I would like to preface this by pointing out that sensory play is pretty much idiot-proof. There is no way anyone can look at this and think, “Too hard! No thanks!” You literally take a container (I recommend a large, short, clear, storage bin… but ultimately… you could use a box… or for larger items like this… just the floor) and fill it with random stuff that looks and feels exciting.
Think about things that are fun to dig in. If you reach your hand in, then make a fist, and it feels good… then put it in your container. (Just be mindful of things your kid shouldn’t put in their mouth. We are working on the command, “not in the mouth.” So far, he still shoves things in his mouth… so we just keep practicing. He is slowly getting better about it… but no where near perfect. Considering anything you put in the tub/bin/floor might end up being consumed… and will most certainly be touching your child’s skin… make sure it isn’t dangerous. (No lead paint, staples, knives, fire… etc)
Alright. So you have an area with something in/on it. Now introduce your child. Personally, I let Munchie touch whatever it is… and then I put him in the bin with it. This helps reduce the mess. (If you are concerned about mess… keep reading.) If your kid enjoys the texture, take their socks off, or even strip them down to a diaper, and let them play.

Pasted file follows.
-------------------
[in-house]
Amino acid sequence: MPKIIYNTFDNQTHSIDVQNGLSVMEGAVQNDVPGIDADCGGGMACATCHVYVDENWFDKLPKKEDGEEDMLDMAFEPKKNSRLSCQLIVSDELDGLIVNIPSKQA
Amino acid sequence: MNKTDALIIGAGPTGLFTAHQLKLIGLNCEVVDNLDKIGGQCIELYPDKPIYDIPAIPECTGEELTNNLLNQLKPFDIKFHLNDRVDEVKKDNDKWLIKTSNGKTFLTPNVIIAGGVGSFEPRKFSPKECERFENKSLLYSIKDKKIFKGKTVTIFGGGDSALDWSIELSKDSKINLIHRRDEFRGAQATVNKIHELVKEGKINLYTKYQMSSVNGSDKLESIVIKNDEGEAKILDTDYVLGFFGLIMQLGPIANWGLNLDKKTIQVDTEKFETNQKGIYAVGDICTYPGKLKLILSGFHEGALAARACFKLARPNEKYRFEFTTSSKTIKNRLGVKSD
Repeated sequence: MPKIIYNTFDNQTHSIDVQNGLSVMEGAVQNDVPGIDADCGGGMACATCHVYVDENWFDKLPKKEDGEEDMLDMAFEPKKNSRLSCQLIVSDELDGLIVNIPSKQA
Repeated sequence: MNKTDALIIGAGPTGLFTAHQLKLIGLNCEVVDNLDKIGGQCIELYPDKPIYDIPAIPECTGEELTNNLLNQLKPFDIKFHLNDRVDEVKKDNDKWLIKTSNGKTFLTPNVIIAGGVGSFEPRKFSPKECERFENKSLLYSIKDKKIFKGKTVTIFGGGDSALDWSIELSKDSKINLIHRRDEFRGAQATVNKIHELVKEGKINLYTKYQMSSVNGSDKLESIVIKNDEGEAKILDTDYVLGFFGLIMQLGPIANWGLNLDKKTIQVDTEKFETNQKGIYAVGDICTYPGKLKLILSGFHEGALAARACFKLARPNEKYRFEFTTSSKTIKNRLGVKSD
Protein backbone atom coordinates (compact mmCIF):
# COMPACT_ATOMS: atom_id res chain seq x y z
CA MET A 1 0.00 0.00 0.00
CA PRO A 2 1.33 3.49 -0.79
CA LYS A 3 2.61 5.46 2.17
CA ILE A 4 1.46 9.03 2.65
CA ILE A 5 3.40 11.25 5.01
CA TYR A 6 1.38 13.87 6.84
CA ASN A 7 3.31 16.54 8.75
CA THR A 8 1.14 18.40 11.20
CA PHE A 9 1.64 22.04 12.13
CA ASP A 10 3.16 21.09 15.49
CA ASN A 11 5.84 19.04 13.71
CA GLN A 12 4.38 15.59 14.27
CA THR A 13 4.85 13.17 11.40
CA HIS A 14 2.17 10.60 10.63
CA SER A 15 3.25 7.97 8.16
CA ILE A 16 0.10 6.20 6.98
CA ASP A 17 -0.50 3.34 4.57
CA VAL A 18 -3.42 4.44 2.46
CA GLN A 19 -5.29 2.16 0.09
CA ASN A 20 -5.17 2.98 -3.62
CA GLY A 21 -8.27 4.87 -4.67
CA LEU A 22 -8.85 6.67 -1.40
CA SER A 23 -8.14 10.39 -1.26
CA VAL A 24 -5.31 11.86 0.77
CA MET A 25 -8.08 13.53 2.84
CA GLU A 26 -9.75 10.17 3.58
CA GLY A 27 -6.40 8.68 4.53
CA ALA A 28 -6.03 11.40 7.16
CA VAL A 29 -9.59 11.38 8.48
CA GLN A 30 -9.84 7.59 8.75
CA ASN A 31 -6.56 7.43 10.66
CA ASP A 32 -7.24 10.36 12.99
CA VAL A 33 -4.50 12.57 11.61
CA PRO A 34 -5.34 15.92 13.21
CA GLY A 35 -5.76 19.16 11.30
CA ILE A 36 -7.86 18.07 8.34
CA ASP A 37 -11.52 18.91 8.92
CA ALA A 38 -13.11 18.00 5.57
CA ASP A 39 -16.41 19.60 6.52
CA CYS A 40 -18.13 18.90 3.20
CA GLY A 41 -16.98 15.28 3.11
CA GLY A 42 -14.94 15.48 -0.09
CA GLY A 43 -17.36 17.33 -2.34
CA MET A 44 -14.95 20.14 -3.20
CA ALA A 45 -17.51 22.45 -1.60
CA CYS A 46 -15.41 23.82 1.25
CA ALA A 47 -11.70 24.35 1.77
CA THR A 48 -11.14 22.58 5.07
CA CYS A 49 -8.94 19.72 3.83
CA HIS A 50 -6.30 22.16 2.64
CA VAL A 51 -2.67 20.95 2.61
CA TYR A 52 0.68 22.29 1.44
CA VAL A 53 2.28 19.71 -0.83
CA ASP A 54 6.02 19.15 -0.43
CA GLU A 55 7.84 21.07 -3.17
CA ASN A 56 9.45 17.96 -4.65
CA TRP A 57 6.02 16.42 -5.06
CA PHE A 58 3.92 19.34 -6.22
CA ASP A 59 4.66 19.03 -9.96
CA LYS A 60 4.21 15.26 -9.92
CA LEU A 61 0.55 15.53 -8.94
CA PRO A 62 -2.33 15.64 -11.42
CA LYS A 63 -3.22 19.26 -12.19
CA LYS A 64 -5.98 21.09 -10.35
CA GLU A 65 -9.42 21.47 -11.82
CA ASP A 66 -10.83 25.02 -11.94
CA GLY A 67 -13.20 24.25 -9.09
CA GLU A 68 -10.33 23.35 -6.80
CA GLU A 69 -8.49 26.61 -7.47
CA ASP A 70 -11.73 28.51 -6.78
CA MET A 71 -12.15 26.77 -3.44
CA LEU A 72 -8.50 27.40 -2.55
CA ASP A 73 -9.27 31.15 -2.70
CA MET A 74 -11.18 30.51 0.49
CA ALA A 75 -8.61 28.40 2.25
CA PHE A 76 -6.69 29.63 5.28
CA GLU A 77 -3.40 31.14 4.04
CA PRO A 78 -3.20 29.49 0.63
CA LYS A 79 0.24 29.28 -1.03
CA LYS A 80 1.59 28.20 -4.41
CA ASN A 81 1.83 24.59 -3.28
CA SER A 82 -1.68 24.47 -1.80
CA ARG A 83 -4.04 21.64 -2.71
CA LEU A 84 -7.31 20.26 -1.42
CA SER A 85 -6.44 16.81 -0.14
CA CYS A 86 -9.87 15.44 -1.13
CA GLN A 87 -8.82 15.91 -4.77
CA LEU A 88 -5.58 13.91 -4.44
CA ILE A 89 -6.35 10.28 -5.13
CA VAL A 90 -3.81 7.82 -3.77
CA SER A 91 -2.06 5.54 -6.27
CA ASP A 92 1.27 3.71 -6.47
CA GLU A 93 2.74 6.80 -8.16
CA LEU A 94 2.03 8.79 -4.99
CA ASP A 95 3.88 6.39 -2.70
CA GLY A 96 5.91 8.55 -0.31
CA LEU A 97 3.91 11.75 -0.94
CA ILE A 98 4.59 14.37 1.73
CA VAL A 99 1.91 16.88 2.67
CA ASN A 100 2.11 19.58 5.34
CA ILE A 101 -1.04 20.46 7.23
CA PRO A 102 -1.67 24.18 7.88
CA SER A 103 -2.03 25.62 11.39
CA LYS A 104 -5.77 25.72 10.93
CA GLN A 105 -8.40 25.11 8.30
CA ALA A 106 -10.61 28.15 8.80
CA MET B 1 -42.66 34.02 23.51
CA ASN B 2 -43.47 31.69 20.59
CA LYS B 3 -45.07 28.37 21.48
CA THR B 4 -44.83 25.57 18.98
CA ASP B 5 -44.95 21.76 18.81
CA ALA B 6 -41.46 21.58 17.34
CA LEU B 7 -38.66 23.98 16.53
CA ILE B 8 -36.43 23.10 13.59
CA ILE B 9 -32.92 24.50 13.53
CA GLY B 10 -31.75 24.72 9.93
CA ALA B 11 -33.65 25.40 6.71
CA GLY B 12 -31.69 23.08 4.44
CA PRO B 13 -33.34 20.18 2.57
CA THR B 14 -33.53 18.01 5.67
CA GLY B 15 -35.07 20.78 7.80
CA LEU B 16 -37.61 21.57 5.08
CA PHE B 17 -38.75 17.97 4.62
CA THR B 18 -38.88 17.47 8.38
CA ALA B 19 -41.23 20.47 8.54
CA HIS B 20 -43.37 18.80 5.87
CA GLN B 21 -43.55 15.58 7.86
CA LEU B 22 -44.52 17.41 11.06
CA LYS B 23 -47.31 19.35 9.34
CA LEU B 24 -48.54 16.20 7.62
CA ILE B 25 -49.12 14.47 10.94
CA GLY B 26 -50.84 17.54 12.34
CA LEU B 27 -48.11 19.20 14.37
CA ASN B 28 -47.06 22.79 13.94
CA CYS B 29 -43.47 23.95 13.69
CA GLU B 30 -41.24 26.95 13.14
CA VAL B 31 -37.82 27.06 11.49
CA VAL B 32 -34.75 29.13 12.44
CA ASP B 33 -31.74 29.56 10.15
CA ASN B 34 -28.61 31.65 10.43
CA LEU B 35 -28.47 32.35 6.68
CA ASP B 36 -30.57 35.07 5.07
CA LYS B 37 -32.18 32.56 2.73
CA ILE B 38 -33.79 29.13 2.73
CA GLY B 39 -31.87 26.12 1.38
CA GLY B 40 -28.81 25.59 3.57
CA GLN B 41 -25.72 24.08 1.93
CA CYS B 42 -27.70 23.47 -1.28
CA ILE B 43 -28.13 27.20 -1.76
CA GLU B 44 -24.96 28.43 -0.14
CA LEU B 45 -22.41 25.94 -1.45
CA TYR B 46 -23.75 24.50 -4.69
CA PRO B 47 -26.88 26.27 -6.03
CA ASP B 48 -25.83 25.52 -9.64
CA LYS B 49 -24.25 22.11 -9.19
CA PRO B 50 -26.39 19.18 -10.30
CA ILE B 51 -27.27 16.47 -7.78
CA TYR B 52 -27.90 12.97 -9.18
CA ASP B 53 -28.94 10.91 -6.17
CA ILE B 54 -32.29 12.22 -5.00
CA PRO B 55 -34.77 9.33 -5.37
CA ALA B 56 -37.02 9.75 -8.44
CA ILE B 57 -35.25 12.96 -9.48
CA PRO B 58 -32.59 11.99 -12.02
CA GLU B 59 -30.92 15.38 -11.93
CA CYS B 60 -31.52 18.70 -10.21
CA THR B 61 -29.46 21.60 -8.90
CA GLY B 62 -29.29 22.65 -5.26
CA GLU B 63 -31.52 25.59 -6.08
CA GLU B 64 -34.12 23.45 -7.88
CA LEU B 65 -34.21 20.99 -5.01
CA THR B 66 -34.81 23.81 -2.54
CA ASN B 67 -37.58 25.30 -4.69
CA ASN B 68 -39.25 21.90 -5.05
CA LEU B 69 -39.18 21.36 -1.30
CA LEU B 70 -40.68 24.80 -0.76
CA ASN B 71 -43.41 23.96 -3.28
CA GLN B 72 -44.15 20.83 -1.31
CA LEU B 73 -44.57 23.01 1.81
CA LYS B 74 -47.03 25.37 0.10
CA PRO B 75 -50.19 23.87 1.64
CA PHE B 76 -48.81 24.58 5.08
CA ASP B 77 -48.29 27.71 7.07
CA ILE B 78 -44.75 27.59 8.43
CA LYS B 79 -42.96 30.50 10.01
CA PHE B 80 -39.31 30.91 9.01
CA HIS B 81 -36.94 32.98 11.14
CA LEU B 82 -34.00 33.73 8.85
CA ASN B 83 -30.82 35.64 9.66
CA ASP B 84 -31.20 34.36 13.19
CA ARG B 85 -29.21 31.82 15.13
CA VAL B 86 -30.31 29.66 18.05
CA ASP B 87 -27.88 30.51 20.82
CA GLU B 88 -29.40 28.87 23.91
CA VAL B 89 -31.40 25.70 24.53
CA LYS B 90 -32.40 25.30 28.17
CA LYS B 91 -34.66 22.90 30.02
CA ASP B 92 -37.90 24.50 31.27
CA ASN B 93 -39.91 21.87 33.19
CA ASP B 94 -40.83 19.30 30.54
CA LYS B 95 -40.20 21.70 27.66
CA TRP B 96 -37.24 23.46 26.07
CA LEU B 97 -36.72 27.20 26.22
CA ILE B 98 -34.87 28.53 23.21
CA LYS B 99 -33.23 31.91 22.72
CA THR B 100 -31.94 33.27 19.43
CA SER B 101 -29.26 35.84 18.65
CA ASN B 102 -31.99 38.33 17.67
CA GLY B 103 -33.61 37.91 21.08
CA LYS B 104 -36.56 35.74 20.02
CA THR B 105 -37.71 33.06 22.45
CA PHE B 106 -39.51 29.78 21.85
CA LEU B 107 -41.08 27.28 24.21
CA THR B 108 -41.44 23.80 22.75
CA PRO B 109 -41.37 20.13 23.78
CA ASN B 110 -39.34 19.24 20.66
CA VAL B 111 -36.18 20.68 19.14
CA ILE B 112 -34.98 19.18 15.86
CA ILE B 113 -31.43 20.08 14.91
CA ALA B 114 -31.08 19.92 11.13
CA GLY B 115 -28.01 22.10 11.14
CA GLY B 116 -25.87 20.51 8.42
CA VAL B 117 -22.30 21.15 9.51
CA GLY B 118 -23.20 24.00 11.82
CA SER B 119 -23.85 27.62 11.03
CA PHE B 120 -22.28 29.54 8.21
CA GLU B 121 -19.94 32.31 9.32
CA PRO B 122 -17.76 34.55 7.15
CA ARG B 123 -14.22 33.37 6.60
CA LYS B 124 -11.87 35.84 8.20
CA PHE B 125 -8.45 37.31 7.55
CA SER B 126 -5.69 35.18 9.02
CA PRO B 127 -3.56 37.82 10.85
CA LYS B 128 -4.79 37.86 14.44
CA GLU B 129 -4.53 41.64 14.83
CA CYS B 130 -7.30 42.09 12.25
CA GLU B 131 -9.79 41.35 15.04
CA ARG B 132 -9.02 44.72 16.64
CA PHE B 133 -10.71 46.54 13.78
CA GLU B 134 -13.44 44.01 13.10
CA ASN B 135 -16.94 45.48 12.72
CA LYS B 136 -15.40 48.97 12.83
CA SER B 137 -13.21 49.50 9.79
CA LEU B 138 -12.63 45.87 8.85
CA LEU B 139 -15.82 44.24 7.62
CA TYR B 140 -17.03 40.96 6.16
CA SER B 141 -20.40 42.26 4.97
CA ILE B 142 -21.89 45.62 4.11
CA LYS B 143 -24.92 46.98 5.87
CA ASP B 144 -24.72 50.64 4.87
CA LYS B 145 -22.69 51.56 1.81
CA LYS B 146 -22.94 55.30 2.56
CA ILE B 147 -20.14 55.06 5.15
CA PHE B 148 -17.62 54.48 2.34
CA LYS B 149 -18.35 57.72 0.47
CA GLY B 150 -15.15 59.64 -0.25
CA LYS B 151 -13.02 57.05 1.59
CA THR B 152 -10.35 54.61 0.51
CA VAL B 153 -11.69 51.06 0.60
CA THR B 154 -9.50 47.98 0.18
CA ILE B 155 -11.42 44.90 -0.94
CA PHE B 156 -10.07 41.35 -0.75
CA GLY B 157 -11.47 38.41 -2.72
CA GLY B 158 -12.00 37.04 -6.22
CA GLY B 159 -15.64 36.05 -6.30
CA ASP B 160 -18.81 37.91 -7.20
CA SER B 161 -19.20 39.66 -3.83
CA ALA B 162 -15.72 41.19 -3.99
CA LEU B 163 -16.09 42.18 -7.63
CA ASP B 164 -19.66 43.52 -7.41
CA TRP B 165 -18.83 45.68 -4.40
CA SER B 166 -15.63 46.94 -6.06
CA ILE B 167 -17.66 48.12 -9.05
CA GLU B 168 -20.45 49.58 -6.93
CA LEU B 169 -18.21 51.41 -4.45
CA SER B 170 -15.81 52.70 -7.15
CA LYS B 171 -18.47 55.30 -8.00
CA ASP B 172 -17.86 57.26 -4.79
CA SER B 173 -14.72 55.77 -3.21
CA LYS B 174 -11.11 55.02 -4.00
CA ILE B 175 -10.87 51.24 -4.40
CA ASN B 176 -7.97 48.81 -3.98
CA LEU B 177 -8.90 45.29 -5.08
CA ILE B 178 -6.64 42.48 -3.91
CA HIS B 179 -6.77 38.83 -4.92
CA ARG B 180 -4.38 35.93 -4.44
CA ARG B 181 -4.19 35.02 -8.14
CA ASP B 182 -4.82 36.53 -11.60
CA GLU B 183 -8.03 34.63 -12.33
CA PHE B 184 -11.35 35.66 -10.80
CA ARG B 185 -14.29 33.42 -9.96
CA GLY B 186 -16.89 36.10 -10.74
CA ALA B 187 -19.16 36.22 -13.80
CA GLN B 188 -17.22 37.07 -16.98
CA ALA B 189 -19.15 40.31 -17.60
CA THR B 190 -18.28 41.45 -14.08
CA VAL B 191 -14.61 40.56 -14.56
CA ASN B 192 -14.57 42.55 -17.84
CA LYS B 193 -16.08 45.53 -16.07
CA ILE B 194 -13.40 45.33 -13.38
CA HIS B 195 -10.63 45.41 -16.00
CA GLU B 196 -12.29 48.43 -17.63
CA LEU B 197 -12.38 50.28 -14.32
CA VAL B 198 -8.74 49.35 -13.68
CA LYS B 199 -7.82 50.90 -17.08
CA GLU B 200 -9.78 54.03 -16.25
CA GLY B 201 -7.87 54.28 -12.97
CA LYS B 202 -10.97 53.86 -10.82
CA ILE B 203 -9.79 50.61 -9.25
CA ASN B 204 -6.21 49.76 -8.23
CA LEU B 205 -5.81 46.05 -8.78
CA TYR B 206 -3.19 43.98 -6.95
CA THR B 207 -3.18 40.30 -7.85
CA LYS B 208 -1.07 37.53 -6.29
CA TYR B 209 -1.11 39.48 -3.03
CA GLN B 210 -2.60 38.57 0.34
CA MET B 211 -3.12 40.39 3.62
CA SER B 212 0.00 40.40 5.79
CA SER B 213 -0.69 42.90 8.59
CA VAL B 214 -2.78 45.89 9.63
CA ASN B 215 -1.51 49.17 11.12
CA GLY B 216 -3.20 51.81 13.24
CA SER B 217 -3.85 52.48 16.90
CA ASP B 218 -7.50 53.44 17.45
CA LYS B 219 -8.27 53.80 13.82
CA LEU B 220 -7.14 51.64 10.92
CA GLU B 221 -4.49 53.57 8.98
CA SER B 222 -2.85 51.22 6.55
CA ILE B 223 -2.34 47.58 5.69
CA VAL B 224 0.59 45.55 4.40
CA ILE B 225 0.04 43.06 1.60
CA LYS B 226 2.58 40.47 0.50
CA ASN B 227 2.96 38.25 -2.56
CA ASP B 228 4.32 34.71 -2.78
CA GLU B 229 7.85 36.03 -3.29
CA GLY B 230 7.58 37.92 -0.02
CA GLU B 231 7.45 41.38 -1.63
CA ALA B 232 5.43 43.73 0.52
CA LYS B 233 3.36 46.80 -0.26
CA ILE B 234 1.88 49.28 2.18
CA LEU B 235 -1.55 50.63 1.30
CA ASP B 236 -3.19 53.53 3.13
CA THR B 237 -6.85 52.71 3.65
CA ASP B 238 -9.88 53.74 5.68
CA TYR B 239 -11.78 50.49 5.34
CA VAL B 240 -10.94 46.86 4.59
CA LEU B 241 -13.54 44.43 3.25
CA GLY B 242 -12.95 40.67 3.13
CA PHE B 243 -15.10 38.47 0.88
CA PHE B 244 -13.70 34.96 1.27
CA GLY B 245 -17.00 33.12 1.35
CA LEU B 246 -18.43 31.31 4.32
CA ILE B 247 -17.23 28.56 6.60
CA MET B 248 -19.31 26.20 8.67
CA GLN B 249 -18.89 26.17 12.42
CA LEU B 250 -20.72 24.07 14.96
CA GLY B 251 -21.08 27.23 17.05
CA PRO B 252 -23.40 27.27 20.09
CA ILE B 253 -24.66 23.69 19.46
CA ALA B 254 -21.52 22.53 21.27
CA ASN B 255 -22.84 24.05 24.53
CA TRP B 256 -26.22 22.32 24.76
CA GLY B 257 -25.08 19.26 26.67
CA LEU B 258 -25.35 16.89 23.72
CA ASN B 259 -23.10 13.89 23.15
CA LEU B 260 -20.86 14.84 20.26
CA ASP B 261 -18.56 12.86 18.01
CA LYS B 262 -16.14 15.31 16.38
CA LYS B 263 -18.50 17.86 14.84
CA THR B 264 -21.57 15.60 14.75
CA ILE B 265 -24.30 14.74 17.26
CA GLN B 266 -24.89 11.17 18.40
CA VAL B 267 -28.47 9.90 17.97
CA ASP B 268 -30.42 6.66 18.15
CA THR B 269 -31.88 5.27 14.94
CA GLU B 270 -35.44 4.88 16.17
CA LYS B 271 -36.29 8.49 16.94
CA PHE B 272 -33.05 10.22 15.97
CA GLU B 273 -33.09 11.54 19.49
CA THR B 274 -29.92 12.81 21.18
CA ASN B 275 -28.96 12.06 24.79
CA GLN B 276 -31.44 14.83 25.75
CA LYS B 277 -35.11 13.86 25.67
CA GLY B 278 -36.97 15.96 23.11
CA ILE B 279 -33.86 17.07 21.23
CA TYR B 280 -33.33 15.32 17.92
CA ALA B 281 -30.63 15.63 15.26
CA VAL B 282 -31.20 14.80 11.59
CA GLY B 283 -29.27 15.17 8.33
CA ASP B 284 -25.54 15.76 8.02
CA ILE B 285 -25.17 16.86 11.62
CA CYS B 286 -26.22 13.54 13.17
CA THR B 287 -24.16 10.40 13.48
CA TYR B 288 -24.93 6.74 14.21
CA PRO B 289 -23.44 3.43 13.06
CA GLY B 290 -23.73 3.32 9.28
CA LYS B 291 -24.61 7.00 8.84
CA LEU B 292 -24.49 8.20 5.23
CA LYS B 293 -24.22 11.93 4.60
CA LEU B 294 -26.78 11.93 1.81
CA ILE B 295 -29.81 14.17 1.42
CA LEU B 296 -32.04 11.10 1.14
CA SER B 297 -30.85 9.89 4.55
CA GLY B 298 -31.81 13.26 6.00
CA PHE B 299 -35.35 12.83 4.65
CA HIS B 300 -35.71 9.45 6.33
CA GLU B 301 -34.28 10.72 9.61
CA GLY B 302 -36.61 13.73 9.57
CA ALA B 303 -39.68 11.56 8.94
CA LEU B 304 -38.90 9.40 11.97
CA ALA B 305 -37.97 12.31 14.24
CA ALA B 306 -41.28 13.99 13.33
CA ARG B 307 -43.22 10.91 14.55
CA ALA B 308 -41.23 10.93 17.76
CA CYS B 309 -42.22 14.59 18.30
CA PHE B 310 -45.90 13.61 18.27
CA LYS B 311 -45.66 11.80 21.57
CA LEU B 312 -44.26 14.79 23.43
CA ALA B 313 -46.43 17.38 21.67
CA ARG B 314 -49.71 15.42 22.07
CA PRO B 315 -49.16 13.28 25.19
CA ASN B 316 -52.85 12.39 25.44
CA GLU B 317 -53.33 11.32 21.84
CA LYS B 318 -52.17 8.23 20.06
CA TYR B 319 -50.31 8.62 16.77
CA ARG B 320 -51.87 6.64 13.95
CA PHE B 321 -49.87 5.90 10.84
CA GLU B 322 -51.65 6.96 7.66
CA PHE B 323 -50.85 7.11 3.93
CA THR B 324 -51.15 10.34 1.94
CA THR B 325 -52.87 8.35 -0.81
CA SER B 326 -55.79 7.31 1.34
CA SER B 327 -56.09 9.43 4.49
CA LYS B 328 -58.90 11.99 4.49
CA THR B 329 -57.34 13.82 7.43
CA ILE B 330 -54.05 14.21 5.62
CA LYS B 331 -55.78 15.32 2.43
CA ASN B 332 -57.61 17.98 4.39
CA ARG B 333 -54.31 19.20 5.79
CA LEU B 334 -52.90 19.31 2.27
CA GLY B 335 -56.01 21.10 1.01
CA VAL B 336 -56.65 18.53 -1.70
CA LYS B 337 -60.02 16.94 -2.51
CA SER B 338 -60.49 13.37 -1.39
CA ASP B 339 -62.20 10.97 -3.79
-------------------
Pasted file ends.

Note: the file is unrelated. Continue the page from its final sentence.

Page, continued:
Don’t know what to put in your bin? Think colors, textures, shapes. I hit up the local Dollar Tree (but you could hit up Amazon and not even leave your house). You can get funny foam and pom poms in the craft aisle. Noodles of all shapes and sizes (don’t recommend anything sharp, like spaghetti), rice, dry beans, cornstarch (to mix with water to make Ooblek), and even some food coloring in the grocery section. Then head on over to the party supplies for colorful tissue paper, crinkle paper shreds, and ribbon. Be sure to pick up some cheap storage options… like plastic bags and containers.
If you are a neat freak, you need to let go a little. Just accept that things will end up outside of the bin. You can always pick them up, use a vacuum, or scrub you kitchen floor (for messier things). Put your bin on a washable splat mat, if you are really worried… or even better… take messy activities outside (play with dirt, sand, mud, grass, leaves, rocks… whatever) or to the bathtub. You can manage your mess by controlling the amount of materials you use. You don’t need to fill you bin with rice… just cover the bottom of the bin. You child doesn’t need to SWIM in the sensory bin… just splash around.
Go ahead and throw in some small toys, colorful foam shapes, dry beans (in dry bins) and other simple things like that. Sensory play doesn’t have to cost a fortune. You don’t need a fancy “sensory table“… just some basic items and a watchful eye to make sure you kid doesn’t swallow too many cotton balls.
Before you know it, it will look like you are running your own freaking Montessori school.by